Tadano has confirmed that it will launch three new Rough Terrain cranes for the North American market at Conexpo this March.
They include two 90.7 tonne/100 ton models - the GR-1000XLL-4 and GR-1000XL-4 - along with the 73 tonne/80 ton GR-800XL-4. The models are full upgrades of its current Rough Terrain models in the 75 to 100 ton class which were launched in 2011. The upgrades focus on improved safety, comfort, performance and work range as well as meeting the latest emission standards.
The principal difference between the two 100 ton models is boom length – the extra L in the GR-1000XLL-4 nomenclature designates a longer five section boom at 51 metres - while the GR-1000XL-4 has a five section 47 metre boom, the same length as the GR-1000XL-3 which they replace. All three cranes feature a 10.7 to 17.1 metre bi-fold swingaway extension which offsets by up to 45 degrees.
In addition to the longer boom the GR-1000XLL-4 features a new ‘Smart Counterweight’ system providing the operator with two counterweight positions which, when ‘extended’, boosts lift capacity by up to 20 percent. Maximum radius on main boom is 47.2 metres for the long boom and 44.2 metres on the 47 metre boom.
The 73 tonne GR-800XL-4 also features the 47 metre boom and with a gross vehicle weight of 45 tonnes/99,800 pounds it is easy to transport. Overall length is 14.37 metres – the same as the GR-1000XL-4 – while the longer boom GR-1000XLL-4 is 15.18 metres. All three units have an overall width of 3.31 metres and an overall height of 3.8 metres.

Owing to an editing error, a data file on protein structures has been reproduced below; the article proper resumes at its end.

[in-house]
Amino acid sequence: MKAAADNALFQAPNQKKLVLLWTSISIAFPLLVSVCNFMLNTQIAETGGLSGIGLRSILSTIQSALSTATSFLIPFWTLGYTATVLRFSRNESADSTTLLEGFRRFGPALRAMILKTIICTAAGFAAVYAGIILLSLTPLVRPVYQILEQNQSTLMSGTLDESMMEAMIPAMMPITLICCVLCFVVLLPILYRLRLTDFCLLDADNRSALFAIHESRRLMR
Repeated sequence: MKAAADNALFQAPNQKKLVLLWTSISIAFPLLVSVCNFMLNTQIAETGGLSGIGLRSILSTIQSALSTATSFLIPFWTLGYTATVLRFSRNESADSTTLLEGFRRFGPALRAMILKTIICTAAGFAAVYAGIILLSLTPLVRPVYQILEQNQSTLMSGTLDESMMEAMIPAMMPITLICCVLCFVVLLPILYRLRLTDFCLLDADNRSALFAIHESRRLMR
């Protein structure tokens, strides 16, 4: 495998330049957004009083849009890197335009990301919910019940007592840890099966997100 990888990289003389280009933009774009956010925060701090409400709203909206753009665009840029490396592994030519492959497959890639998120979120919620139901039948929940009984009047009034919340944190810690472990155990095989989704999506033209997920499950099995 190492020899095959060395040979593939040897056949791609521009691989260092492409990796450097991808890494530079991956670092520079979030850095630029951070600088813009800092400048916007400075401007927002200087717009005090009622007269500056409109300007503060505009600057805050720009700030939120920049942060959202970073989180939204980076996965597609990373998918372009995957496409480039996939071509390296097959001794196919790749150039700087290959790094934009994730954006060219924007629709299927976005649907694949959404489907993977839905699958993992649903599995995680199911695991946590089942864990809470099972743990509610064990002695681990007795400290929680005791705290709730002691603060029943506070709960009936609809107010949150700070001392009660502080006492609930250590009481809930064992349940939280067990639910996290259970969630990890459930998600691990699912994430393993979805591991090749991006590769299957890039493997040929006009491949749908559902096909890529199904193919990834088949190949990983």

All three cranes also feature a redesigned cab with improved visibility and comfort, along with more efficient controls. This includes a new 10.4 inch multi-function colour pressure sensitive touch panel display which shows all operational settings and lifting information and can be used while wearing gloves. The cab instrument panel shape, height, and angle have also been modified in order to improve visibility from the operator’s seat. The cab tilts by up to 20 degrees for easy more ergonomic monitoring of high loads over longer periods.
Tadano’s ‘View System’ includes winch drum monitoring cameras, along with cameras on the right front and rear of the crane for added visibility while driving, while a ‘Clearance Sonar’ detects obstacles to the rear of the crane.
Power comes from a Cummins EU Stage V/Tier IV B 6.7 diesel matched to a six speed transmission. A new pump disconnect function automatically stops the hydraulic pumps if the crane is not operated for a certain period of time, helping reduce fuel consumption. The cranes are also equipped with a fuel monitoring system, Eco-Mode, and Positive Control all of which play a role in reducing Co2 emissions and noise while improving fuel consumption.
The cranes are also equipped with Tadano’s Hello-Net telematics and web based information service, connected by its Hello-Data Link which uses mobile devices or LAN Wi-Fi. A full comparison will feature in an upcoming Cranes & Access magazine, once we have the full specification sheets.